Figure 5. Giant leopard moth, Hypercompe scribonia (Stoll 1790), adult, dorsal view. Photograph by Donald W. Hall, University of Florida.
There is a single brood in the North and two or more broods in the South. Nearly full-grown larvae overwinter and complete their development in the spring (Wagner 2005). In northern latitudes, larvae accumulate glycerol to enhance their diapause freeze tolerance (Layne 2005).
The giant woolly bear is polyphagous and feeds on a variety of low-growing forbs and woody plants. Table 1. is a list of recorded hosts compiled from Butterflies and Moths of North America (Undated), Concello (1970), Heppner (2005), and Robinson et al. (undated). Scientific and common names are from the Plants Database - USDA Natural Resources Conservation Service (2014). Taxonomic information and photographs of most of the plants in Table 1. are available at the Plants Database (2014). There is little doubt the giant woolly bear will feed on many other species of plants in addition to those listed in Table 1.
Table 1. Reported Host Plants for Hypercompe scribonia (Stoll 1790) - Alphabetical Order
|Scientific Name||Common Name||Family|
|Bougainvillea sp. (probably B. glabra)||paperflower||Nyctaginaceae|
|Citrus jambhiri||rough lemon||Rutaceae|
|Citrus reticulata||unshu orange||Rutaceae|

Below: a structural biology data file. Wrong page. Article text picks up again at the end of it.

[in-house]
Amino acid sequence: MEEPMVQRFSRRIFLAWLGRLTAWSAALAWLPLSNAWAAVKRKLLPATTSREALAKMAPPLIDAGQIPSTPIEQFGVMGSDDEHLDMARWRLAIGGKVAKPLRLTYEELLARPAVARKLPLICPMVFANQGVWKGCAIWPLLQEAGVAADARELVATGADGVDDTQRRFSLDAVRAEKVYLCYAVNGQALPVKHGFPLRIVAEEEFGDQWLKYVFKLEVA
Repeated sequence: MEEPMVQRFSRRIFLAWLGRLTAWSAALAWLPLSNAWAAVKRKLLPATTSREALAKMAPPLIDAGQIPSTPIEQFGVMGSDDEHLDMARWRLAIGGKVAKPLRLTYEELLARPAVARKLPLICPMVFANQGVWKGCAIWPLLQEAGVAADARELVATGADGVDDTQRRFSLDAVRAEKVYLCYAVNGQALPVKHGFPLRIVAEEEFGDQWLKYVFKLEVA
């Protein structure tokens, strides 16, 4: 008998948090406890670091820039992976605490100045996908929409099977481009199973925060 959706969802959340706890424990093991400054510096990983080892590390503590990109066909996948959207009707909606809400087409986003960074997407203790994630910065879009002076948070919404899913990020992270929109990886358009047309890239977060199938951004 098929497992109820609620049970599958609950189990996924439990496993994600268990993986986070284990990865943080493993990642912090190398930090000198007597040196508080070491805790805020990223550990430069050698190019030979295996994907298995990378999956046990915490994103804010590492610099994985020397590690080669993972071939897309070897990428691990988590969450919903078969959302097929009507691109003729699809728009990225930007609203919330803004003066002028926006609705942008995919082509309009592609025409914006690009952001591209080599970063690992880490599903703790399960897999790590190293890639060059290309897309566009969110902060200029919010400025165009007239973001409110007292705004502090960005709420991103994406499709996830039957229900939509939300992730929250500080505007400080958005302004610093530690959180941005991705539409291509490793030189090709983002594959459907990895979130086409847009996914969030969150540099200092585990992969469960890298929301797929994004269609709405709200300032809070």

|Citrus sinensis||sweet orange||Rutaceae|
|Poinsettia (=Euphorbia) heterophylla||Mexican fireplant||Euphorbiaceae|
|Helianthus decapetalus||thinleaf sunflower||Asteraceae|
|Illicium parviflorum||Yellow anisetree||Illiciaceae|
|Lonicera tatarica||Tatarian honeysuckle||Caprifoliaceae|
|Phytolacca americana||American pokeweed||Phytolaccaceae|
|Plantago lanceolata||narrowleaf plantain||Plantaginaceae|
|Plantago rugelii||blackseed plantain||Plantaginaceae|
|Polypodium aureum||golden polypody||Polypodiaceae|
|Robinia pseudoacacia||Black locust||Fabaceae|
|Taraxacum sp. (probably officinale)||dandelion||Asteraceae|
|Tillandsia setacea||southern needleleaf||Bromeliaceae|
Many tiger moth larvae feed briefly on a plant and then move to a different plant (often of a different species) before continuing their feeding. It is likely that the giant leopard moth has the same feeding behavior (Singer & Bernays 2009). This “food-mixing” results in the likelihood of eating plants that contain toxic chemicals that the caterpillars may sequester for their own defense.
Giant leopard moth caterpillars are primarily nocturnal, but are often seen crossing roads during the fall while seeking sites to spend the winter or found under leaves or in wood piles by people doing yard work during spring and fall (Wagner 2009). They sometimes climb trees and have occasionally been found feeding at Lepidopterists’ sugar baits on tree trunks used to attract adult underwing moths (Wagner 2009).
Defenses against natural enemies: Tiger moth larvae lack stinging spines and do not bite. However, the stiff setae of giant woolly bears are probably effective defenses against many invertebrate and vertebrate predators. When threatened, giant woolly bears curl up tightly to protect their vulnerable undersides. When picked up, their stiff, smooth spines are bent backward and they tend to push the caterpillars forward and out of the grip (Wagner 2009). Because of this, it is virtually impossible to forcibly uncurl them when they are in the defensive posture. Also, in this defensive posture, their bright red inter-segmental areas are highly visible (Figure 4) as an aposematic display to warn potential predators that they are unpalatable.